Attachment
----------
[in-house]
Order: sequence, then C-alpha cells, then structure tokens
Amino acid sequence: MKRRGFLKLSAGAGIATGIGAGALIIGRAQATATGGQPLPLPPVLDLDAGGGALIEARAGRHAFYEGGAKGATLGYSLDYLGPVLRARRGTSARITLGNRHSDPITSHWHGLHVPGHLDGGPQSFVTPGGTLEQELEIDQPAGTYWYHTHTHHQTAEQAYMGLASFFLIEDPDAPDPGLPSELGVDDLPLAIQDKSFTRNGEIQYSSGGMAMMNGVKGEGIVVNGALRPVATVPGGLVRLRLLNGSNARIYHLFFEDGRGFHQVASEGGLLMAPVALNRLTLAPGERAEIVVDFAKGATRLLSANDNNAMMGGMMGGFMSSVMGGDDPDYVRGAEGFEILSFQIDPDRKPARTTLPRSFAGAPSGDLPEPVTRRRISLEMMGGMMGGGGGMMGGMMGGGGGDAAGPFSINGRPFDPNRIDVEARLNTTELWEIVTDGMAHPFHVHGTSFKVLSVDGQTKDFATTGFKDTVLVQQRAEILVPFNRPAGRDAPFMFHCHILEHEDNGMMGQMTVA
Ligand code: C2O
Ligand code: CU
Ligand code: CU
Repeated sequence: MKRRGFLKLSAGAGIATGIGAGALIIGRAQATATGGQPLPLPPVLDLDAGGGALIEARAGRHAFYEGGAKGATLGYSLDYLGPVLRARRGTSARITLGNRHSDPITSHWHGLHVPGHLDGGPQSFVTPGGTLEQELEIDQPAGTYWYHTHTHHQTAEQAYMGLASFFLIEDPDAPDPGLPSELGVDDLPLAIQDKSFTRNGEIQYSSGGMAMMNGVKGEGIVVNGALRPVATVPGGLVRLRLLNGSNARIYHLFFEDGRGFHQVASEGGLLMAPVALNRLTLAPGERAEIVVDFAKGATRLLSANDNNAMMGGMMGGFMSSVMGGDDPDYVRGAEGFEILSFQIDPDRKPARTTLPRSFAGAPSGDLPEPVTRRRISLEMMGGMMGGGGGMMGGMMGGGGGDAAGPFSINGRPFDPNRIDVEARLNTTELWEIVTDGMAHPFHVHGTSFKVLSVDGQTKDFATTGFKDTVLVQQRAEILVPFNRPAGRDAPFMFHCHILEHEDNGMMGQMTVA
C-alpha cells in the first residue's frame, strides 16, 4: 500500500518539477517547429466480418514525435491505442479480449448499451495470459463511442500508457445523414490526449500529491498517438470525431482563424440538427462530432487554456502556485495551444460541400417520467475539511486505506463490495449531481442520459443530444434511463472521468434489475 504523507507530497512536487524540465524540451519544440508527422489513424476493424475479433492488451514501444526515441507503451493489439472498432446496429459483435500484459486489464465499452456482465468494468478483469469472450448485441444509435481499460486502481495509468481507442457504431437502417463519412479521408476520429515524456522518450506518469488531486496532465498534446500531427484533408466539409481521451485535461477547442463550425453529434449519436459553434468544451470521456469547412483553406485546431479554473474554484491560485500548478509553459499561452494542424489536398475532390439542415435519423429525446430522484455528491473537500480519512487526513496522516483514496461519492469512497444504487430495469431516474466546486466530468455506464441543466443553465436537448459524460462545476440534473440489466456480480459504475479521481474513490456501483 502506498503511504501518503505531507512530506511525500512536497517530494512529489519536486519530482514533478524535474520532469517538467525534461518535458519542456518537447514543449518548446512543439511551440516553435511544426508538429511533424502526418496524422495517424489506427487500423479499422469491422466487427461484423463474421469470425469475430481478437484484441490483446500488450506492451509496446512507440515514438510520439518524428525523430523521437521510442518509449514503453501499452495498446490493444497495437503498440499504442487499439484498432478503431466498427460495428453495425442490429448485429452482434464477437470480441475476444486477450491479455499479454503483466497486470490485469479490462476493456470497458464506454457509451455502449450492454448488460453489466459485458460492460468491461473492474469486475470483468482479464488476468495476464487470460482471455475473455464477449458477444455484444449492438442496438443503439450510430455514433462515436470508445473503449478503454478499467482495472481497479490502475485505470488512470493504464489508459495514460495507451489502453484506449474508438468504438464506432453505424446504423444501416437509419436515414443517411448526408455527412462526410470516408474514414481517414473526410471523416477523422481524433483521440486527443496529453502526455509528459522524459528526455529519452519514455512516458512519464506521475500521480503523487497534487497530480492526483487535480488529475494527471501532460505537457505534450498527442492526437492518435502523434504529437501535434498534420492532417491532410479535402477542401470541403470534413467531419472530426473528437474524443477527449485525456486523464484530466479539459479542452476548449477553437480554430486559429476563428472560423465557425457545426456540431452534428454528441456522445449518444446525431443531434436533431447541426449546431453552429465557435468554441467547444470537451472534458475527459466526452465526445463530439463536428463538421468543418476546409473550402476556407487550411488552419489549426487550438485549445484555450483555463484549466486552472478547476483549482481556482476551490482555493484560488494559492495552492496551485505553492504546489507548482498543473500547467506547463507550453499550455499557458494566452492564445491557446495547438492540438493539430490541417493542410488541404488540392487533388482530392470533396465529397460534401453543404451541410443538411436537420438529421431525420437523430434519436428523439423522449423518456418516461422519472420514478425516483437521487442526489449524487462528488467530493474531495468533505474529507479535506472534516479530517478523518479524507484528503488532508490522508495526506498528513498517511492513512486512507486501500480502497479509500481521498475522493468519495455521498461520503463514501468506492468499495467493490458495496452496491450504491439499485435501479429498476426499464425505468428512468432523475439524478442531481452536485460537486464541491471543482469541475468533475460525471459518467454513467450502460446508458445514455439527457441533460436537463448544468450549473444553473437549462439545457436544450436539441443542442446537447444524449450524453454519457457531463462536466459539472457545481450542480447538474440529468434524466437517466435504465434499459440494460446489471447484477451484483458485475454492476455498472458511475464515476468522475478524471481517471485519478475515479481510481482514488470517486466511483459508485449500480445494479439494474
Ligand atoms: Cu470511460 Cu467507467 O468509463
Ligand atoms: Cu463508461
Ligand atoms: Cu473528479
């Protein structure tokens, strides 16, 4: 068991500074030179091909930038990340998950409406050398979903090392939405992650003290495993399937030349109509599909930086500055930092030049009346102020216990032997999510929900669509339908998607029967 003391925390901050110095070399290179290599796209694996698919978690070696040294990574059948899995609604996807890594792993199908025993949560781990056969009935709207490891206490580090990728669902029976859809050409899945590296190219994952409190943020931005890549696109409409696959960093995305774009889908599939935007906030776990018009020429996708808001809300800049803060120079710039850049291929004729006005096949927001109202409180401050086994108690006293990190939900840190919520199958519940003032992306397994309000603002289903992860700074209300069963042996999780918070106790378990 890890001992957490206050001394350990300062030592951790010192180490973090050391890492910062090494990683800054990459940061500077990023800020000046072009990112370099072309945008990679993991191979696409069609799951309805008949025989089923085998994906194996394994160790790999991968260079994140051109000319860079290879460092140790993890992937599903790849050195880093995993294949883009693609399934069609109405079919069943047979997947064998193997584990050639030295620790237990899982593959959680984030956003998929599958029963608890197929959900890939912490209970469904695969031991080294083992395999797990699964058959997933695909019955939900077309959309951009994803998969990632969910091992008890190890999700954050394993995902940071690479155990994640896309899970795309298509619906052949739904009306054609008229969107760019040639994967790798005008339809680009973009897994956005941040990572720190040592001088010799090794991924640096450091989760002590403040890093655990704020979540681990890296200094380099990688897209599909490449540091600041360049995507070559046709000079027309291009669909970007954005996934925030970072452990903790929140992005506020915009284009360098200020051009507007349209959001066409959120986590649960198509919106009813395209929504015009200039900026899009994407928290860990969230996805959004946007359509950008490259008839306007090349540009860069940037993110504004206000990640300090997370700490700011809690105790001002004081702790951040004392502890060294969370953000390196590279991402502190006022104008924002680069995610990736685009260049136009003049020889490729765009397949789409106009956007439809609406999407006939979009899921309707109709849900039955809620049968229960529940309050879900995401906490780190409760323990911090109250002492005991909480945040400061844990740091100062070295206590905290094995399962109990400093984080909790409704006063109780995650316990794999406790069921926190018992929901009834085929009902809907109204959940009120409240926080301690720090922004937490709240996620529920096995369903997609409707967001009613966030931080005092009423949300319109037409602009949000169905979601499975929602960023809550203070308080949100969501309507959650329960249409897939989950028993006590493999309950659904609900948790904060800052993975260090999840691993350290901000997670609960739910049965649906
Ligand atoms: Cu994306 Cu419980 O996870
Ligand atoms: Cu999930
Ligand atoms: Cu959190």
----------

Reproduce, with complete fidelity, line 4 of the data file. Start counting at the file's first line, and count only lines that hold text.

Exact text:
Ligand code: C2O